I think we agree that company/team culture is key to attracting and retaining top talent.
But earning potential is another big motivator for hungry eventprofs.
If an agency were to want to shake things up a bit and come up with a forward thinking compensation plan to attract and retain experienced sales execs, what would that look like today?


(Robert Kenward) #13

I didn’t know I’d be giving away billable information, trust you Caleb !!

A professional sales person is motivated by 3 things,

  1. Financial reward for a job well done
  2. Being told they’re doing a good job
  3. Autonomy to do a good job and be rewarded for doing so…

I’m a big fan of paying commission on all ‘wins’, assuming they have been qualified in advance as a target demo client. Pay a % up to an agreed level (circa 5-8%) , then pay an overperformance bonus that both parties are comfortable with.
Pay quarterly, not annually, have a clear code of conduct and/or guidelines as to what is expected from them, show a clear career path that benefits both parties not just the agency and let them get on with it.

If you apply rules 1-3 with any professional, they won’t want to go anywhere else anyway.

Oh, I almost forgot the cardinal sin, please don’t promote the sales person to team leader due to high performance only, this is a sure fire way to ruin any company ethos or culture and they will leave within 12 months. .


(Kim Goetze) #14

What is the best way to move on quickly when you realise the job isn’t how it was advertised?


(Robert Kenward) #15

Great question and unfortunately due to people rushing to recruit (fill a chair), rather than take the time to do things properly, I hear of this situation happening a lot.

If the employer/recruiter has ‘over sold’ the role to you, then personally I’d meet with the hiring manager and my line manager and explain my areas of concern if you feel they can be worked out together.

The cold hard truth of the matter is though, you will probably only be on a week’s notice if you’ve not got to your probation date at this point, so you will need to look at other opportunities immediately to ensure you have something tangible in the pipeline should things not work out.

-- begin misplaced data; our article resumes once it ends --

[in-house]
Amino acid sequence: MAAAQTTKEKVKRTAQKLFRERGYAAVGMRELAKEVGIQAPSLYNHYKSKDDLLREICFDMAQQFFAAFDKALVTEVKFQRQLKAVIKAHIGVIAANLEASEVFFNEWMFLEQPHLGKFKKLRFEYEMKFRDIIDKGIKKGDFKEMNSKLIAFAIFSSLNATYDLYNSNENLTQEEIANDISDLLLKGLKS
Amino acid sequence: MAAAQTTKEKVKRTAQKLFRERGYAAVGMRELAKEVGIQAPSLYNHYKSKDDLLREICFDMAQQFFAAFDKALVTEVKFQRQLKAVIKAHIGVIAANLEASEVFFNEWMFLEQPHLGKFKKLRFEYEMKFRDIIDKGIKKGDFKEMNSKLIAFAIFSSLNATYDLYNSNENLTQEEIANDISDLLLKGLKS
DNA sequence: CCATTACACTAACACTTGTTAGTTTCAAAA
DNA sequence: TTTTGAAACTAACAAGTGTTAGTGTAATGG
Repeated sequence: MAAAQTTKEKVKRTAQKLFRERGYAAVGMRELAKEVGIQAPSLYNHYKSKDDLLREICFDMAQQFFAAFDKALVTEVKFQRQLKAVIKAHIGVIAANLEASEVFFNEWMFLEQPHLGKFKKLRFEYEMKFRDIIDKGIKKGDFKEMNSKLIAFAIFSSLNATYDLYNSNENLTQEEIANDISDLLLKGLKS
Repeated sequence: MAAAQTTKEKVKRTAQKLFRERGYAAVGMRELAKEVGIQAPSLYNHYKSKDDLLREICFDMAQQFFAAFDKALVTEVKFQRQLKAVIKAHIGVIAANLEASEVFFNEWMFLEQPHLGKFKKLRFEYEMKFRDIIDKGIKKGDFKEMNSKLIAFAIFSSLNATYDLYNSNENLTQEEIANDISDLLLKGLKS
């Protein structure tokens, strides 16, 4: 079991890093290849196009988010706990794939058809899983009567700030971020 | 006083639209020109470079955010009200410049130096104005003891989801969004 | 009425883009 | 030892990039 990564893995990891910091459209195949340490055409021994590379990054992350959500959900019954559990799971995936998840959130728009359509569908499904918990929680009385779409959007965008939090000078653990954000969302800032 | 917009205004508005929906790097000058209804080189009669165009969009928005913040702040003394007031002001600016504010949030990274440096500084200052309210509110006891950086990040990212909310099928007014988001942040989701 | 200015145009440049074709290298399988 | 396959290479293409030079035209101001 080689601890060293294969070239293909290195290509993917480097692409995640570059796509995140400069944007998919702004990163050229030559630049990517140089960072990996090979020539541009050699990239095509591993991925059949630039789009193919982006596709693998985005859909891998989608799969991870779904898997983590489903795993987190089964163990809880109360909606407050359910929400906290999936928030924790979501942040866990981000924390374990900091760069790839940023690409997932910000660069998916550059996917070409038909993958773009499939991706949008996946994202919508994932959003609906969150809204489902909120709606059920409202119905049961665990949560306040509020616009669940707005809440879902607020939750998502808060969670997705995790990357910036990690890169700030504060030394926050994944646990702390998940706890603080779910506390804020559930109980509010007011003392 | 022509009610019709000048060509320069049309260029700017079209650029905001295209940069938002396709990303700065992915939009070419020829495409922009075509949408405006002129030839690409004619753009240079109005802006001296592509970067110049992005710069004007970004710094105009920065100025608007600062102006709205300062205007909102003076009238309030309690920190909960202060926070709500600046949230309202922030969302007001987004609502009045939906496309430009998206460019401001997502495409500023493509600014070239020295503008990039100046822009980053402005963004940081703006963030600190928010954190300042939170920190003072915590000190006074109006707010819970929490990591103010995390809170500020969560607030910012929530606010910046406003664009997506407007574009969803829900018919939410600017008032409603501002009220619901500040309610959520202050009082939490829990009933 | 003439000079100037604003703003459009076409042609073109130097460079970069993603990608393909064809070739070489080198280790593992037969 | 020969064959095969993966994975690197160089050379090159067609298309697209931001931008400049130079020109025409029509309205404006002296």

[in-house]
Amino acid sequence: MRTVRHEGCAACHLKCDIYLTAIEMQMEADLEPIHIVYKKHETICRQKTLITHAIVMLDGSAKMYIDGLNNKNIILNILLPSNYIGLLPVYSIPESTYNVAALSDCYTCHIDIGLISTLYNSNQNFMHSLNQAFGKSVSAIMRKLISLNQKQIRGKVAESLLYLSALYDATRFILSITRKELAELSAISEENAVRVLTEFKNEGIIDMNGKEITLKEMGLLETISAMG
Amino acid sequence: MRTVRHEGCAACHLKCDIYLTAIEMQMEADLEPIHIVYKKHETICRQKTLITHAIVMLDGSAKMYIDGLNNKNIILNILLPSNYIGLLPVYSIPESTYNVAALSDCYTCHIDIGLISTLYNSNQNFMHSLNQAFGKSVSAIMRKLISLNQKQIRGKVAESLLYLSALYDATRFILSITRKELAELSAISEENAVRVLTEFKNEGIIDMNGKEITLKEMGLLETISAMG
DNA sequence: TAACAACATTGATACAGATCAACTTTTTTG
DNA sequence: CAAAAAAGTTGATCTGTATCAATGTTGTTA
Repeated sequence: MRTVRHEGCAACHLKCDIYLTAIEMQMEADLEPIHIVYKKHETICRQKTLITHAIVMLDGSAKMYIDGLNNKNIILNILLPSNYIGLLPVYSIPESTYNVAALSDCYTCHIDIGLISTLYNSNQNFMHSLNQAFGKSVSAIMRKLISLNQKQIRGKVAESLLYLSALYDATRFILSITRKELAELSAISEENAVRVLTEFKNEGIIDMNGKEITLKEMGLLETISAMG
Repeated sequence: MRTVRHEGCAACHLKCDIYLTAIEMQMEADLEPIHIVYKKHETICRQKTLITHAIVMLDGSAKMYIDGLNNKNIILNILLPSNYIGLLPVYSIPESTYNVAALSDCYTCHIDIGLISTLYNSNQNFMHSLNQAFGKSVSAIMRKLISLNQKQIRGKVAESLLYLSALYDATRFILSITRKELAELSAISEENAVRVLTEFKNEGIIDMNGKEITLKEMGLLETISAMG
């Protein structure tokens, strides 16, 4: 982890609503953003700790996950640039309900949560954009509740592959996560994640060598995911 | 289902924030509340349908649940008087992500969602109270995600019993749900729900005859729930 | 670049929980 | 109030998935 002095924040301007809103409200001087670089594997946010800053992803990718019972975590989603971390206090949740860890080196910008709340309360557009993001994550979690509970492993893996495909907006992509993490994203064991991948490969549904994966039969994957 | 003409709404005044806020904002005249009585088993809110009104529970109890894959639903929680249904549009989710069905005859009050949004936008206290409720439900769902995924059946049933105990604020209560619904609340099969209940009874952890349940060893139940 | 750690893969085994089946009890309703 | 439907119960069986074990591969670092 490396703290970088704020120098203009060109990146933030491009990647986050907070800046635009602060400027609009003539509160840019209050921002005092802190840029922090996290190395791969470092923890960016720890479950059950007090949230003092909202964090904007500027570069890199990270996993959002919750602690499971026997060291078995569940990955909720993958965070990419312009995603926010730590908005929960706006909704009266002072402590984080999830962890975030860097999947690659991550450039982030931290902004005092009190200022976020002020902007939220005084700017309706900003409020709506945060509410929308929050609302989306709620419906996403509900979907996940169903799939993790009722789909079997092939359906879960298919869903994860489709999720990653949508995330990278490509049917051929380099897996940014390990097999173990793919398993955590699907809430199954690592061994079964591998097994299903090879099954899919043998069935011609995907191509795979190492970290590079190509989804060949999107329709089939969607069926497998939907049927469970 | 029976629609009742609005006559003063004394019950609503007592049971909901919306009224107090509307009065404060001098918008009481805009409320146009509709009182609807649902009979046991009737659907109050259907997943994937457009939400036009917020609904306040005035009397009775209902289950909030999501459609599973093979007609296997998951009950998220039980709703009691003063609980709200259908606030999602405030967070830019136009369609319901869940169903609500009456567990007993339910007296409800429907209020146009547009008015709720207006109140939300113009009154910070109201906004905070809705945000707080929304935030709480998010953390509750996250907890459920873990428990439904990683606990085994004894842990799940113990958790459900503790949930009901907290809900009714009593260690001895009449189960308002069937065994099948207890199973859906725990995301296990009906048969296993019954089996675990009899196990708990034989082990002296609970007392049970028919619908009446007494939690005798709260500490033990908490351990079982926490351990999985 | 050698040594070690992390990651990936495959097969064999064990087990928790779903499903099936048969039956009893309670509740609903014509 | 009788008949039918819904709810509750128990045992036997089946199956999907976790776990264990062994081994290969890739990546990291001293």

I know it won’t be a popular opinion amongst some, however you must look after yourself first as you will have bills to pay and your employer will have no qualms giving you your notice if they think they haven’t ‘over sold’ the role and the problem lies with you

Side note; If you got the current job through a recruiter, be sure to pick someone else next time.


(Sylwia Jankowska) #16

Will working in a small events agency help build the way into working for a big sports organisations or brands such as the World Cup or Olympics? These organisations usually have a more advanced application structure or only volunteering options on their website. How do you approach them and best show your experience?


(Kim Goetze) #17

Great answer! You should never feel bad for not staying in the job and have the recruiter loose out on his commission as he did a bad job. Also like your approach not to go with the same recruiter again :+1:


(Robert Kenward) #18

Interesting point of view and one that I used to hear a few years back when the industry didn’t have the competition for talent like it does now from other relevant or transferable sectors. I’m a firm believer in the ‘bottom’ being just as important as the ‘top’ and also an advocate of people coming into the sector at whatever level suits them and the employer.


(Robert Kenward) #19

Firstly, I love how you’re already thinking about bigger brands and opportunities.
Secondly, any agency that has an ‘advanced application structure’ should put you off immediately, if they’re not interested in treating prospective new talent as individuals, then I doubt they’ll be much fun or aid your development when you’re in them.

Now to your question (sorry I got side-tracked).

With regards to getting into agencies that do the ‘cooler’ stuff, if it’s not through the front door, then it will be through the back. The events/experiential/MICE sector has a huge networking community with its ear always to the ground and it’s these referrals that will get you in front of the right people.
One idea is to keep a file of pictures from events you’ve been a part of, every event you do will have stills, VT etc. (or take some yourself) and keep a log. When you then need to pull a portfolio together you will have it visualised and people love being able to see the projects you’re talking about as they will bring your stories and experience to life.


(Chrissy Bray) #20

Hi Robert, really enjoying your insights, thank you! I would like to know how important you believe networking to be within the events industry? Do you think it’s a fundamental part of building a career in events - perhaps even more so than other sectors?